RESULTS

The studies selection is diagramed in Figure 1. The search resulted in 1424 articles, in which 768 were from PUBMED, 647 from OVID and 9 from VHL. After the duplicates removal, the total found articles were 1297. For full reading, 10 articles were accessed, in which 8 articles were excluded for not meeting the eligibility criteria. During the manual search in the references lists, additional articles were not found.

Therefore, two publications were included in this review.

One of the two articles, Karakoulaki et al. (2015), was a cross-sectional study with 45 adults (20 men and 25 women) held in Greece. The participants age in this study ranged from 25 to 52 years. As the diagnoses method, questionnaires and an Electromyography (EMG-Bite Strip) were used. The bruxism type evaluated was the nighttime bruxism, and the saliva collection timings were immediately after waking up and between 7 and 9 o'clock in the morning. This study's result showed higher salivary cortisol levels in patients with bruxism than in those without bruxism (p<0.001). There was still a positive correlation between the BiteStrip scores in patients with bruxism and their salivary cortisol level (r=0.401, p=0.047).

The second article, Castelo et al. (2012), was also a cross-sectional study. However, 100 children with nighttime bruxism and 27 children without bruxism were evaluated, in Brazil. The age of the participants in this study ranged from 6-8 years and the bruxism diagnoses method was application of questionnaires to the caregivers/siblings about the sounds of teeth grinding besides the clinical exam. The evaluation method for salivary cortisol quantity was through immune-enzymatic assay. The salivary cortisol levels were evaluated when the patient was still lying in bed after 30 minutes of waking up. This study's results showed that children with sleep bruxism are more likely to have lower concentrations of salivary cortisol (OR: 0.882: CI=0.74-0.98).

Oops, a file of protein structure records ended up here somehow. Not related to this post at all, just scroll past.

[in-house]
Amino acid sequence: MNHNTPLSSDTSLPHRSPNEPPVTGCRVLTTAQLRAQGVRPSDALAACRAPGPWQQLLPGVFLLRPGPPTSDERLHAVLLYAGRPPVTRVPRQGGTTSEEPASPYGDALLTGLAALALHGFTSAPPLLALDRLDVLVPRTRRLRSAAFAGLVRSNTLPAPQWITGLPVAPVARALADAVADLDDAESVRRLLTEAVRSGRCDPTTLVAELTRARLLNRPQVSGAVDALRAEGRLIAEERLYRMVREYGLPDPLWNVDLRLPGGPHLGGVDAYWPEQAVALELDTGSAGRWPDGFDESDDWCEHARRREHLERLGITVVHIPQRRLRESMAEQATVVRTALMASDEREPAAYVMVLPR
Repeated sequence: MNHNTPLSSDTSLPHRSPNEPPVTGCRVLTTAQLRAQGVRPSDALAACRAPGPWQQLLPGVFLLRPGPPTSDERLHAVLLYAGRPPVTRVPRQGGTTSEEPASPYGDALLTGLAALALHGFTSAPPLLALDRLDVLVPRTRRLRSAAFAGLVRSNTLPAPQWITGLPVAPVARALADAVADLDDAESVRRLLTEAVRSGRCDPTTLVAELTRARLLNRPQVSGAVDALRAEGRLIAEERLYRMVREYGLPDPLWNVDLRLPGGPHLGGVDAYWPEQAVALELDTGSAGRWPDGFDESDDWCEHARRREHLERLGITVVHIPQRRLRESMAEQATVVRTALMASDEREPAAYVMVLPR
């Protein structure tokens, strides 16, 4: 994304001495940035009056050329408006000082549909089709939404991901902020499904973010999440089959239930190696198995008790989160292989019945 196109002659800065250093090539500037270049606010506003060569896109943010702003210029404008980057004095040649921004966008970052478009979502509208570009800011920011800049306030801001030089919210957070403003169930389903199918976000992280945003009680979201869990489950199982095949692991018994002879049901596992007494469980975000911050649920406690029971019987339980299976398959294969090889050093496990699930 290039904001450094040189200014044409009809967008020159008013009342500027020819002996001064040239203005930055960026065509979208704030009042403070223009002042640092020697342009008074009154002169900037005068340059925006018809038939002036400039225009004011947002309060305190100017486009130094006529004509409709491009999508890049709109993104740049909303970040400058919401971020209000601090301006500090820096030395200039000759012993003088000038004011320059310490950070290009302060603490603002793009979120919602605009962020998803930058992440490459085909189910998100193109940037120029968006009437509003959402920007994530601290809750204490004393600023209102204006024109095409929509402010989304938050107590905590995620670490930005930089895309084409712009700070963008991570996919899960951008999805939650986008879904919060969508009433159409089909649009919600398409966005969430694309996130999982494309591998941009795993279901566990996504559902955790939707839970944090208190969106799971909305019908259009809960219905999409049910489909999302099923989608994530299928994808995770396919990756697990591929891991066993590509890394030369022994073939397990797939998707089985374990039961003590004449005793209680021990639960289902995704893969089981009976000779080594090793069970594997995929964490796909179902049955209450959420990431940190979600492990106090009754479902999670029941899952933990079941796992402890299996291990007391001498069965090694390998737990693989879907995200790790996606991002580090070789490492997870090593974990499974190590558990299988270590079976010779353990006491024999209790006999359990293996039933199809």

The methodology's quality and consistency were considered moderate for the study by Karakoulaki et al. (2015), while the study by Castelo et al. (2010), presented low methodology's quality. Both studies showed flaws in sample size, compromising the score in the selection domain. Table 1 illustrates the quality evaluation of the selected studies (Table I).

Fig. 1. Studies screening.

Table I Quality assessment of the studies according
modified Newcastle-Ottawa Scale (NOS) 21.

DISCUSSION

The present systematic review aimed to verify the existence of an association between daytime and/or nighttime bruxism and the salivary cortisol levels in adults and children. According to the judgment of the studies quality, moderate to high risk of bias was observed in these studies. The great methodological differences found between the studies, such as the type of design, the scenarios where the researches took place, the studied groups variables and characteristics definitions, explains the findings of this research. Due to the high heterogeneity among studies and the large methodological differences between them, it was not possible to perform meta-analysis, which shows that this subject should be explored in further research.

Bruxism consists of stereotyped movements characterized by teeth clenching and grinding and may occur during the day or night. The literature converges in a multifactorial etiology for this behavior, however, there are hypothesis that anxiety and stress are primary factors for bruxism development (Kampe et al., 1997; Vanderas et al., 1999). Currently, the saliva sample collection for investigation of cortisol presence, a biomarker for stress, has been widely applied, mainly because it is a non-invasive, secure and simple method (Refulio et al.; Verdhara et al.; Karakoulaki et al.; Castelo et al.; Amato et al., 2015; Tahara et al., 2007). Thus, as the cortisol level and bruxism are both related to stress (Karakoulaki et al.), it was expected that there were studies associating these two variables. However, few studies were found in the present review.